Felix Bueno Photography | Getting Ready


Getting Ready for Your Portrait Session 
There are many factors to consider when you're getting ready for your portrait session. Here I've listed a few details you might wish to review. If you follow these simple tips, you're much more likely to present yourself in a positive light in the photographs we capture. Remember, this information is intended to serve as helpful guidelines and should not be considered requirements for your session
Before you arrive for your portrait session, I recommend that you assemble at least four (4) different outfits. Since my portrait packages are booked by the hour, I'm happy to accommodate as many wardrobe changes as possible during our time together. For my style of photography, there's no such thing as too many choices. When you arrive for your session, I'll help you choose the wardrobe options that might suit you best and promote your likeness in the most complementary fashion. Please note that if we are photographing you in public location or park, wardrobe changes may not be allowed. Please check with me prior to your appointment if we are planning your session for a public location.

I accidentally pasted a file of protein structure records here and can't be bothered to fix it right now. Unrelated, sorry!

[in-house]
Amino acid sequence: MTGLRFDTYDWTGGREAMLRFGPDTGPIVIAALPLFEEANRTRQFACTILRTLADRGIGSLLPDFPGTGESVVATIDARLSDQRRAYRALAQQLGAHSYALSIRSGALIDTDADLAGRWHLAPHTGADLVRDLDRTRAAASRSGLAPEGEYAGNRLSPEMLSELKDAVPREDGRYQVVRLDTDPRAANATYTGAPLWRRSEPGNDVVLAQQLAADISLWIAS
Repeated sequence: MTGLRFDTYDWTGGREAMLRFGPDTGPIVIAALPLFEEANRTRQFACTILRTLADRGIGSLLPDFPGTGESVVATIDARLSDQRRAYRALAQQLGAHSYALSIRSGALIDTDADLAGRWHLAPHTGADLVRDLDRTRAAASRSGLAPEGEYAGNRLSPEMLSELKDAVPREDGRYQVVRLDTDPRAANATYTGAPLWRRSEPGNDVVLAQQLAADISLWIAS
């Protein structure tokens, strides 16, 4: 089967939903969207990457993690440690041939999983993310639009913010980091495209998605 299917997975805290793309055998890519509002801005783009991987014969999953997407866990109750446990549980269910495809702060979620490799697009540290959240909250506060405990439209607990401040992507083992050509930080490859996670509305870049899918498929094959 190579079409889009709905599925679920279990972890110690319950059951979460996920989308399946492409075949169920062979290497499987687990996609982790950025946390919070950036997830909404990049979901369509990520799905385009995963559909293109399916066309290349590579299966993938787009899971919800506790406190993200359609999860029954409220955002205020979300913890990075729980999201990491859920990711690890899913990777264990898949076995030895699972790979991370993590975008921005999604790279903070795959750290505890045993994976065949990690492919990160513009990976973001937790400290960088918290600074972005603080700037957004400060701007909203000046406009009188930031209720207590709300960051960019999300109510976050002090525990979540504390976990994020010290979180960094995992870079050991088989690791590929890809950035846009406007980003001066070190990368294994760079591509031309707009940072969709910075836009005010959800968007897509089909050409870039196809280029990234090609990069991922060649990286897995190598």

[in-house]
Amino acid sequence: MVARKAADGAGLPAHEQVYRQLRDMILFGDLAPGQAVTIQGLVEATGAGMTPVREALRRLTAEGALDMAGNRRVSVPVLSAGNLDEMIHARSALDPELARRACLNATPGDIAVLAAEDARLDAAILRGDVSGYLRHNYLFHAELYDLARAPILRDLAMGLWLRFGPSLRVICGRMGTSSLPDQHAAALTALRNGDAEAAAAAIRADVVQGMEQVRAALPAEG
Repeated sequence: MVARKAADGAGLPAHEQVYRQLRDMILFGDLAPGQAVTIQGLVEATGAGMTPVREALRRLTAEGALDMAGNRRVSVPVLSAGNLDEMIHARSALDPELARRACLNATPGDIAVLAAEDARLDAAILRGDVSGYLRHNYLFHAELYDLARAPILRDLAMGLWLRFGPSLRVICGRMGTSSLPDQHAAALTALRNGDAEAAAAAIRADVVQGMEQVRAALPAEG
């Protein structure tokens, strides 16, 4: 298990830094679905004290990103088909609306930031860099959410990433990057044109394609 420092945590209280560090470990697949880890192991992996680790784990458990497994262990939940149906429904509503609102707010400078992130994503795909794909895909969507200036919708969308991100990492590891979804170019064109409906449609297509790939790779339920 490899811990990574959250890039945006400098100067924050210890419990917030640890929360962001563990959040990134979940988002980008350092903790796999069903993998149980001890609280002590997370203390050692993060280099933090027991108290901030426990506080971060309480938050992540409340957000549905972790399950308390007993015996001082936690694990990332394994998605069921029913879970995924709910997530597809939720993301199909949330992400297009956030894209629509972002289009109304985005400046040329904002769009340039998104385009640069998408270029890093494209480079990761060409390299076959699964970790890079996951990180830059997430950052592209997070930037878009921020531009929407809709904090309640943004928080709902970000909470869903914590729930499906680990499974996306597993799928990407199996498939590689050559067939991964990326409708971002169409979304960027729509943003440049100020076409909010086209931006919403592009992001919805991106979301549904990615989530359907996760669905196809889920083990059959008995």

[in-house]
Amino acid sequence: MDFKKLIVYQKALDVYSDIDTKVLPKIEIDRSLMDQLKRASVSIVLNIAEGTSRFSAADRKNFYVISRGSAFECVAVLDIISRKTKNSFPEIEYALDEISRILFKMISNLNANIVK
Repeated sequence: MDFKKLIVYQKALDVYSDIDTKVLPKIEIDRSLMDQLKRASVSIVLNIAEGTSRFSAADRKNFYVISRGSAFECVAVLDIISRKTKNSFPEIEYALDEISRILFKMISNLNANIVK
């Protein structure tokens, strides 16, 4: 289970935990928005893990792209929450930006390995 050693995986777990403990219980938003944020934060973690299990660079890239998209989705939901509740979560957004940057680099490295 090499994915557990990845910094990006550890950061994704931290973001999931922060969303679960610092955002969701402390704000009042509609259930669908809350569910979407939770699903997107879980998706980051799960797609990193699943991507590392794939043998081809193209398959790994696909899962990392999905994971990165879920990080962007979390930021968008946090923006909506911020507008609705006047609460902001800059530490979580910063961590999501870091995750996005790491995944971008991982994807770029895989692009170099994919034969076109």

If you don't have access to a large, stylish, or new wardrobe, you may wish to consider purchasing a few new items prior to your portrait session. It's helpful if you can ensure that your wardrobe will enhance rather than detract from your portrait. If your budget doesn't allow you to purchase new apparel, you may want to consider another option. Many of my subjects purchase new clothing from their favorite boutique or department store and then return the items after our session. If you consider this option, please take note that some stores don't allow returns. Check on the store's return policy before you buy!  
Avoid selecting wardrobe items that feature strong patterns, bright colors, busy prints, or logos. Apparel featuring those characteristics can draw attention away from your face, the most important area of your photos. For more information on color selection, please see my short section titled Choosing Complementary Colors at the end of this document.